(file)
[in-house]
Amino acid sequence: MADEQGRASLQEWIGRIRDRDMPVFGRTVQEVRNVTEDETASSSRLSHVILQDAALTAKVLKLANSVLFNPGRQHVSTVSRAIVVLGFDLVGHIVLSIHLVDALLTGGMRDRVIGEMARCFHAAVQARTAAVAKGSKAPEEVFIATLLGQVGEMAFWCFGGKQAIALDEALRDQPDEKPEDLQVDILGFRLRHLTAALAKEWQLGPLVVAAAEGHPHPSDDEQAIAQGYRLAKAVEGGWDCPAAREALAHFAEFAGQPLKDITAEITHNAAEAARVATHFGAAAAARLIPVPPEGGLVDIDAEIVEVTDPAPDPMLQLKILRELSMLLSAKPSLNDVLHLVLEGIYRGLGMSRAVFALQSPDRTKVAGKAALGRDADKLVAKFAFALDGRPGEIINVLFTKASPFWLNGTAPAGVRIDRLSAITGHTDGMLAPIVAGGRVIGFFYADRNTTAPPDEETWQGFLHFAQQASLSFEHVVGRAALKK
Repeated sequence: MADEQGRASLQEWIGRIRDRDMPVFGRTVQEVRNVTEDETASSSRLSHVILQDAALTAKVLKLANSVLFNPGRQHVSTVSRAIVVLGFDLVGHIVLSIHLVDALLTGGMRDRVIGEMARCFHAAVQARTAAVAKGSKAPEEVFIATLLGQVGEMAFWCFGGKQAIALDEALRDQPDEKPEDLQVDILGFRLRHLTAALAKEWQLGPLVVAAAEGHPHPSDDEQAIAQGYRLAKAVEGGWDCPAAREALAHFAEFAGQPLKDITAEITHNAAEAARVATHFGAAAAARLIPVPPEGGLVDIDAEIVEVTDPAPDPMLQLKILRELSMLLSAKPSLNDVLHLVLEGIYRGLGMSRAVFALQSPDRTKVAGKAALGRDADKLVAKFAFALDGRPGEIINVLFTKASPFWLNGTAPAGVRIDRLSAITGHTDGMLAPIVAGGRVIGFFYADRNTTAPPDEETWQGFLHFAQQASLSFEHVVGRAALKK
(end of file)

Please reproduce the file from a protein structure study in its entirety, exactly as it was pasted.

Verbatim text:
[in-house]
Amino acid sequence: MADEQGRASLQEWIGRIRDRDMPVFGRTVQEVRNVTEDETASSSRLSHVILQDAALTAKVLKLANSVLFNPGRQHVSTVSRAIVVLGFDLVGHIVLSIHLVDALLTGGMRDRVIGEMARCFHAAVQARTAAVAKGSKAPEEVFIATLLGQVGEMAFWCFGGKQAIALDEALRDQPDEKPEDLQVDILGFRLRHLTAALAKEWQLGPLVVAAAEGHPHPSDDEQAIAQGYRLAKAVEGGWDCPAAREALAHFAEFAGQPLKDITAEITHNAAEAARVATHFGAAAAARLIPVPPEGGLVDIDAEIVEVTDPAPDPMLQLKILRELSMLLSAKPSLNDVLHLVLEGIYRGLGMSRAVFALQSPDRTKVAGKAALGRDADKLVAKFAFALDGRPGEIINVLFTKASPFWLNGTAPAGVRIDRLSAITGHTDGMLAPIVAGGRVIGFFYADRNTTAPPDEETWQGFLHFAQQASLSFEHVVGRAALKK
Repeated sequence: MADEQGRASLQEWIGRIRDRDMPVFGRTVQEVRNVTEDETASSSRLSHVILQDAALTAKVLKLANSVLFNPGRQHVSTVSRAIVVLGFDLVGHIVLSIHLVDALLTGGMRDRVIGEMARCFHAAVQARTAAVAKGSKAPEEVFIATLLGQVGEMAFWCFGGKQAIALDEALRDQPDEKPEDLQVDILGFRLRHLTAALAKEWQLGPLVVAAAEGHPHPSDDEQAIAQGYRLAKAVEGGWDCPAAREALAHFAEFAGQPLKDITAEITHNAAEAARVATHFGAAAAARLIPVPPEGGLVDIDAEIVEVTDPAPDPMLQLKILRELSMLLSAKPSLNDVLHLVLEGIYRGLGMSRAVFALQSPDRTKVAGKAALGRDADKLVAKFAFALDGRPGEIINVLFTKASPFWLNGTAPAGVRIDRLSAITGHTDGMLAPIVAGGRVIGFFYADRNTTAPPDEETWQGFLHFAQQASLSFEHVVGRAALKK